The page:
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Theranos chief executive Elizabeth Holmes charged with massive fraud - The Washington Post
Elizabeth Holmes, founder and chief executive of the blood-testing company Theranos, has been charged by the Securities and Exchange Commission with an “elaborate, years-long fraud” in which she and former company president Ramesh “Sunny” Balwani allegedly “deceived investors into believing that its key product — a portable blood analyzer — could conduct comprehensive blood tests from finger drops of blood,” the SEC said.
Holmes agreed to a $500,000 penalty and a 10-year ban on serving as an officer or director of a public company to settle the charges, but she did not admit or deny the allegations.
Jeffrey Coopersmith, a lawyer withDavis Wright Tremaine, said in a statement that Balwani “accurately represented Theranos to investors to the best of his ability.”
business  fraud  medical  legal  gov2.0  crime  technology 
3 days ago by rgl7194
The Seven Biggest Lies Theranos Told
Theranos, led by CEO and founder Elizabeth Holmes, raised more than $700 million on the promise of a revolutionary blood-testing technology that never materialized. The Securities and Exchange Commission just charged Holmes with “massive fraud.”
Elizabeth Holmes once dazzled the world with a story that seemed almost too good to be true: Theranos, her Silicon Valley startup, was going to revolutionize medicine with its blood-testing technology.
Now Holmes’ corporation — once valued at $9 billion — has crumbled. On Wednesday, the Securities and Exchange Commission charged Theranos, Holmes, and Ramesh Balwani, the startup’s former president, with “massive fraud.” They are accused of raising more than $700 million from 2013 to 2015 through an “elaborate, years-long” series of lies and exaggerations about the company’s business, finances, and technology.
business  fraud  medical  legal  gov2.0  crime  technology 
3 days ago by rgl7194
SEC charges Theranos founder Elizabeth Holmes with fraud • WSJ
John Carreyrou:
<p>Theranos founder and chief executive Elizabeth Holmes surrendered voting control of her blood-testing company, paid a $500,000 penalty and agreed to a 10-year ban from being an officer or director in a public company in settling civil-fraud charges Wednesday with the Securities and Exchange Commission.

The settlement follows a more than two-year investigation by the SEC prompted by revelations in The Wall Street Journal. In October 2015, the Journal published an article revealing that Theranos used its proprietary blood-testing technology for only a fraction of the blood tests it offered in Walgreens stores. The article also reported that former employees were leery of the technology’s accuracy.

Theranos has since voided nearly one million test results, and Ms. Holmes agreed to a two-year federal ban from owning or operating laboratories. The company also has settled lawsuits from a hedge-fund investor and Walgreens, its former retail partner, alleging that it made misleading representations to them.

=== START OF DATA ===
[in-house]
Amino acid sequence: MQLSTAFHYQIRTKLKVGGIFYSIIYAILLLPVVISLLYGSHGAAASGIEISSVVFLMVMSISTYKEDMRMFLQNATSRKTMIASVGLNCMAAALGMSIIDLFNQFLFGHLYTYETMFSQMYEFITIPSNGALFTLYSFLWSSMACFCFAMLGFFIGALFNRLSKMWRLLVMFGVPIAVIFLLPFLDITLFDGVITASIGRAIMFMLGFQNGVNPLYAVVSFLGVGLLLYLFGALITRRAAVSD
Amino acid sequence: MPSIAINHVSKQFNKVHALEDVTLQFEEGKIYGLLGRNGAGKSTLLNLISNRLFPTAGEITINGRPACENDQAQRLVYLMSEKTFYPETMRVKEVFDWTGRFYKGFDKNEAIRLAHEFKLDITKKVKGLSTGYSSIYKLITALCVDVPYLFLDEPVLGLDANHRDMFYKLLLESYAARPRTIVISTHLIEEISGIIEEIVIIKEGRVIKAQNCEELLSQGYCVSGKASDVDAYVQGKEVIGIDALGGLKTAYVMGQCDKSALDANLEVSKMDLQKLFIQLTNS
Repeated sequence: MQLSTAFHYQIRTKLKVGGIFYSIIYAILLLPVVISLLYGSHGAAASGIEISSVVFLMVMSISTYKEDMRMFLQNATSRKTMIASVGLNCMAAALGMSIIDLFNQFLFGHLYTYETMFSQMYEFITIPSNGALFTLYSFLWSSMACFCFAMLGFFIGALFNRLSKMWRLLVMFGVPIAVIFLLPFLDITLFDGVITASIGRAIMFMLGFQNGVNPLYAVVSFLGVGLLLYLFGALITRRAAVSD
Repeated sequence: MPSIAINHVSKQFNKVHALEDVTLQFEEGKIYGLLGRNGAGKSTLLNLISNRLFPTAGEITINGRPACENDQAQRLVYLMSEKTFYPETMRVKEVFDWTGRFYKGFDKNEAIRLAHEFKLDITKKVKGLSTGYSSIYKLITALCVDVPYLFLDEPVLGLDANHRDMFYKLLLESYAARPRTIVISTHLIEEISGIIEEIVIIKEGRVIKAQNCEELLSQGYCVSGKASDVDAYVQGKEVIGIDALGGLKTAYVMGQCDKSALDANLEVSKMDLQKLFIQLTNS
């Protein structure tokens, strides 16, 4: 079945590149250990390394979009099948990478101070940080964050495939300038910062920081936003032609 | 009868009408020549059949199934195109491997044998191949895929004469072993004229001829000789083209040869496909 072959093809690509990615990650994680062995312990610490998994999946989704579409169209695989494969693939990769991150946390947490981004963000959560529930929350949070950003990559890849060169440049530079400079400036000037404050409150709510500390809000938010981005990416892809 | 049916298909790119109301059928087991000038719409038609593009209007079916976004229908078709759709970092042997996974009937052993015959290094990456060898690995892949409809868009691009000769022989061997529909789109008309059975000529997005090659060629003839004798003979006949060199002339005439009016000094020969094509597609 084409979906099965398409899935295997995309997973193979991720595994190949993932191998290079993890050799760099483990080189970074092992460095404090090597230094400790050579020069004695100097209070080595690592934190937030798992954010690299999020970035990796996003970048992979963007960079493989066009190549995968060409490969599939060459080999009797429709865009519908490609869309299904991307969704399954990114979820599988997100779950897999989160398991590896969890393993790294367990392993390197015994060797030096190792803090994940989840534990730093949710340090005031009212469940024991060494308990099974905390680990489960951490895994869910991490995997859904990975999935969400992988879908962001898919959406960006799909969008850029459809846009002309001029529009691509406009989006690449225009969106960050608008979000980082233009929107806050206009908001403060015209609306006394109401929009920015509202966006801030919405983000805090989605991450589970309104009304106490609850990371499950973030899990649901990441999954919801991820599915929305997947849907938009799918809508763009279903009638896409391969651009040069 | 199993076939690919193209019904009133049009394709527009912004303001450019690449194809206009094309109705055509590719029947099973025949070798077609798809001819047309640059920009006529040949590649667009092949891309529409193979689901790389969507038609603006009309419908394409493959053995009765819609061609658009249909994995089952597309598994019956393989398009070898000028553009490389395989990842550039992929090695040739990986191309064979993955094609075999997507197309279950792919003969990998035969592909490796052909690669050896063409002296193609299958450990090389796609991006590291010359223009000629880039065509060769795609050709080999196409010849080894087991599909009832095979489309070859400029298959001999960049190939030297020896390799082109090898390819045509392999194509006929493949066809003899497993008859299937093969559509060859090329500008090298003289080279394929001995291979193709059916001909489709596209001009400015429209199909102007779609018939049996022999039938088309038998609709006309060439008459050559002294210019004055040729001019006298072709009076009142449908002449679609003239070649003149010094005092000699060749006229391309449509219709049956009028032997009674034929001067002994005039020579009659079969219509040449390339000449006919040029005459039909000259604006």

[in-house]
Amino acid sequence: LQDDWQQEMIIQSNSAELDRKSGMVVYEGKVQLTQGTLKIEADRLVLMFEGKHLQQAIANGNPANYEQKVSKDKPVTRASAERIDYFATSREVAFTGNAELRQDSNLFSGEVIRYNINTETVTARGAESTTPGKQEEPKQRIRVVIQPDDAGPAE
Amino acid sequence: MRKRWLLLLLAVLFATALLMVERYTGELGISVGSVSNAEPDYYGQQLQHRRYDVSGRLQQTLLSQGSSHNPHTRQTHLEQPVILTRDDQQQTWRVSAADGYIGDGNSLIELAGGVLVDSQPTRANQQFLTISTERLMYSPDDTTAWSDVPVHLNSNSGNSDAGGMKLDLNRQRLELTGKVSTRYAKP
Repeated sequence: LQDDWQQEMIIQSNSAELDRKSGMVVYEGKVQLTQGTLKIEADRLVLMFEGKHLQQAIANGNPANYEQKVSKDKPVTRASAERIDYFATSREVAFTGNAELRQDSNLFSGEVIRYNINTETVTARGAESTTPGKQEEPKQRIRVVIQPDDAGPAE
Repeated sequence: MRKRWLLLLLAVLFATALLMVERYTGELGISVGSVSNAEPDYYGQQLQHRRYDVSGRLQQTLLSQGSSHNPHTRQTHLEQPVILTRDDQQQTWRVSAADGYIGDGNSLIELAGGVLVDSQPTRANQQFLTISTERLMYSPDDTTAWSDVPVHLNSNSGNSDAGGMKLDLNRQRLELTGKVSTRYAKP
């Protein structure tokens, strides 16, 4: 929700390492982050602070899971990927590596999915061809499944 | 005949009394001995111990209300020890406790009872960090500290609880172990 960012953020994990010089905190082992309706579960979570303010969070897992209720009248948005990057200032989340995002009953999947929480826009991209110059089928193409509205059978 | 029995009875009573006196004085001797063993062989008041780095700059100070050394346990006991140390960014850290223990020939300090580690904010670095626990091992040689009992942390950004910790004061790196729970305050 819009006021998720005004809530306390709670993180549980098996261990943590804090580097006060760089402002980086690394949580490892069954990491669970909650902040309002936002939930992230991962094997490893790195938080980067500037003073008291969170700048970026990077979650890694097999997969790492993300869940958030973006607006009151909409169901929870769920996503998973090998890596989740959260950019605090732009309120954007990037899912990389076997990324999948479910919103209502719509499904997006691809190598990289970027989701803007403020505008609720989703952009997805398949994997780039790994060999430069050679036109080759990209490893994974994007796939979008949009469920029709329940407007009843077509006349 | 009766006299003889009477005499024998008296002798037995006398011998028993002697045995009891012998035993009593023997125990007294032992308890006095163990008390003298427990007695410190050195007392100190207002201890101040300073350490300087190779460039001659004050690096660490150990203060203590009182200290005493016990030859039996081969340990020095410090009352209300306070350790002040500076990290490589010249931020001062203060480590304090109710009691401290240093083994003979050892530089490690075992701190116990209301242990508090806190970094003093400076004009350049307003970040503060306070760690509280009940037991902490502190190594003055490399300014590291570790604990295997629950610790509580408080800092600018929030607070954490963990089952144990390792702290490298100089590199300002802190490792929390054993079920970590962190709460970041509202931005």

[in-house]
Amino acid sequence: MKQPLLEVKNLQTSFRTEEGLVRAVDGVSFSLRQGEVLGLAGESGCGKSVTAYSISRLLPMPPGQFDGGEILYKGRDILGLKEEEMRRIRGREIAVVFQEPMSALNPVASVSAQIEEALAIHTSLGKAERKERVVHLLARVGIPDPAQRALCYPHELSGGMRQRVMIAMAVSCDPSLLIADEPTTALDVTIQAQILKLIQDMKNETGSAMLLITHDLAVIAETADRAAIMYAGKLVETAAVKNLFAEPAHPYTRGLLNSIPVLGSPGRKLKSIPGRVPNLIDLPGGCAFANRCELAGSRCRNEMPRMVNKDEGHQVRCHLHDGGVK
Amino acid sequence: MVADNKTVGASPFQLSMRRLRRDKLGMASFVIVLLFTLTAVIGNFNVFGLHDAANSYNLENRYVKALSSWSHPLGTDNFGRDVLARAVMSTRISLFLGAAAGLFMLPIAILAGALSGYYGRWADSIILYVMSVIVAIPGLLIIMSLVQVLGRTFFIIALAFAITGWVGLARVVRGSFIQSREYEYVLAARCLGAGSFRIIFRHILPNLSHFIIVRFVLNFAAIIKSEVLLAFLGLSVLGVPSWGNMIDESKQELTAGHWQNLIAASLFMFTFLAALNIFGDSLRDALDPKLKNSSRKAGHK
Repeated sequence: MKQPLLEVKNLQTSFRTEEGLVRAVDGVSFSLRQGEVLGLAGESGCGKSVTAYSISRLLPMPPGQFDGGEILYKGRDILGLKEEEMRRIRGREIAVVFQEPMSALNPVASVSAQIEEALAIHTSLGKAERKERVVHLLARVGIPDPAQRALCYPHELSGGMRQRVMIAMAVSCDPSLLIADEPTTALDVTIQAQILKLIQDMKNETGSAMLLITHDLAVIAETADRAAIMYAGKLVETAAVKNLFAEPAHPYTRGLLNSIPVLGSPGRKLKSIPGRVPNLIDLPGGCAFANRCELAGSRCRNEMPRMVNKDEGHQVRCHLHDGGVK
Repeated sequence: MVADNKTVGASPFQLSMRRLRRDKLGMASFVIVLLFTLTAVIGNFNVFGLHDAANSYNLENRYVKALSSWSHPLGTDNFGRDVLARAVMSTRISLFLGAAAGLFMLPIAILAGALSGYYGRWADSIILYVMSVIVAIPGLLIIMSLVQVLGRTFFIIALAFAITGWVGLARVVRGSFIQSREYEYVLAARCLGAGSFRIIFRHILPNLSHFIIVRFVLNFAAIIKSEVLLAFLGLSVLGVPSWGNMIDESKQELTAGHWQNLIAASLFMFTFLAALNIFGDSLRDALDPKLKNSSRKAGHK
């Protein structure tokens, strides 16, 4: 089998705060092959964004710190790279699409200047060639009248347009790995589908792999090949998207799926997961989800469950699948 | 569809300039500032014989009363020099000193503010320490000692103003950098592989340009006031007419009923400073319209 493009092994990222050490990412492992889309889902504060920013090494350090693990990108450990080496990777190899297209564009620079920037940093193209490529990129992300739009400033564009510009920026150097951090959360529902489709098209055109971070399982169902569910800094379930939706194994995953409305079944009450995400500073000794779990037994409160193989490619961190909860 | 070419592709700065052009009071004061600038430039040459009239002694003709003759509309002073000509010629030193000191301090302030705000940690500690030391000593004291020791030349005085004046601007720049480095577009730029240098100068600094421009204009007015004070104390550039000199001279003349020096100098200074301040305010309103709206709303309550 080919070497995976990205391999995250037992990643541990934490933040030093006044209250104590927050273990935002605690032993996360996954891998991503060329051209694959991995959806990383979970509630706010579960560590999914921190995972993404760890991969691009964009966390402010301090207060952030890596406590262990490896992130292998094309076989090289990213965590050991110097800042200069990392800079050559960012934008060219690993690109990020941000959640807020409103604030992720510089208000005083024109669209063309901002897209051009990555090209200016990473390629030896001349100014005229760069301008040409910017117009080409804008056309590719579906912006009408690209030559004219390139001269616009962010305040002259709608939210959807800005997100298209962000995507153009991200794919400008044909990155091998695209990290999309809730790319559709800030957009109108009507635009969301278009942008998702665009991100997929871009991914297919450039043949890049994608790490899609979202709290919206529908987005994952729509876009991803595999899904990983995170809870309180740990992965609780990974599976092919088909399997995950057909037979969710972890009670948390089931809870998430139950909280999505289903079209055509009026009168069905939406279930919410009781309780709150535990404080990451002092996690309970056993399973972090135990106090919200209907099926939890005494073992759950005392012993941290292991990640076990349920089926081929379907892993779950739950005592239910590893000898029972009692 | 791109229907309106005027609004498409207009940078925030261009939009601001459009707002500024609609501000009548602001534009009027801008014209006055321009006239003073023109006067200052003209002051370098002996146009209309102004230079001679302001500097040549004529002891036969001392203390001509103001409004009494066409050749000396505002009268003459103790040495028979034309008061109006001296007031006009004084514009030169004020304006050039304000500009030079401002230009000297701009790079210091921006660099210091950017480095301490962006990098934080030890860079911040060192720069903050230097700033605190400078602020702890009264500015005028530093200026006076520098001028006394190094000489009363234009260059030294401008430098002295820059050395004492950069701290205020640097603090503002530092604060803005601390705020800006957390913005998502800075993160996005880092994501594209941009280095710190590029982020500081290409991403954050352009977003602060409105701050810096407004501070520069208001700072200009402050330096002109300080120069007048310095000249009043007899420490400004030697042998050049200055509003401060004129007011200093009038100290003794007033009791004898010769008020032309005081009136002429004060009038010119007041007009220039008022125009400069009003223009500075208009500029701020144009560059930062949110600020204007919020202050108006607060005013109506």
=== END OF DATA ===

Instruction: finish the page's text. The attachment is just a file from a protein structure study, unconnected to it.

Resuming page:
In addition to reaching a settlement with Ms. Holmes, the SEC is pursuing civil securities fraud charges in California against Ramesh “Sunny” Balwani, Theranos’s former president and chief operating officer. Ms. Holmes and Mr. Balwani jointly ran the company for seven years before he retired in May 2016…

…“The Theranos story is an important lesson for Silicon Valley,” said Jina Choi, director of the SEC’s regional office in San Francisco, in a statement released Wednesday by the agency. “Innovators who seek to revolutionize and disrupt an industry must tell investors the truth about what their technology can do today, not just what they hope it might do someday.”</p>

Carreyrou wrote <a href="">the original story in October 2015 casting gigantic doubt over Theranos</a>. At the time, Theranos was said to be worth $9bn. A win for journalism.
theranos  fraud  holmes 
4 days ago by charlesarthur
Markets and Manipulation: Time for a Paradigm Shift?
"There is a growing appreciation in economics that people have emotional vulnerabilities, commitments to social norms, and systematic irrationalities that impact their decision making and choice in the market place. The flip side of this is that human beings are susceptible to being manipulated by unscrupulous agents single-minded about marketing their services and wares. This paper reviews George Akerlof and Robert Shiller's Phishing for Phools: The Economics of Manipulation and Deception, alongside other writings in the field, and discusses how this research agenda can be taken forward. The paper shows how this new research can shed light on the ubiquity of corruption in so many societies, and proposes ideas for controlling corruption."
to:NB  economics  decision-making  market_failures_in_everything  fraud  corruption 
5 days ago by cshalizi

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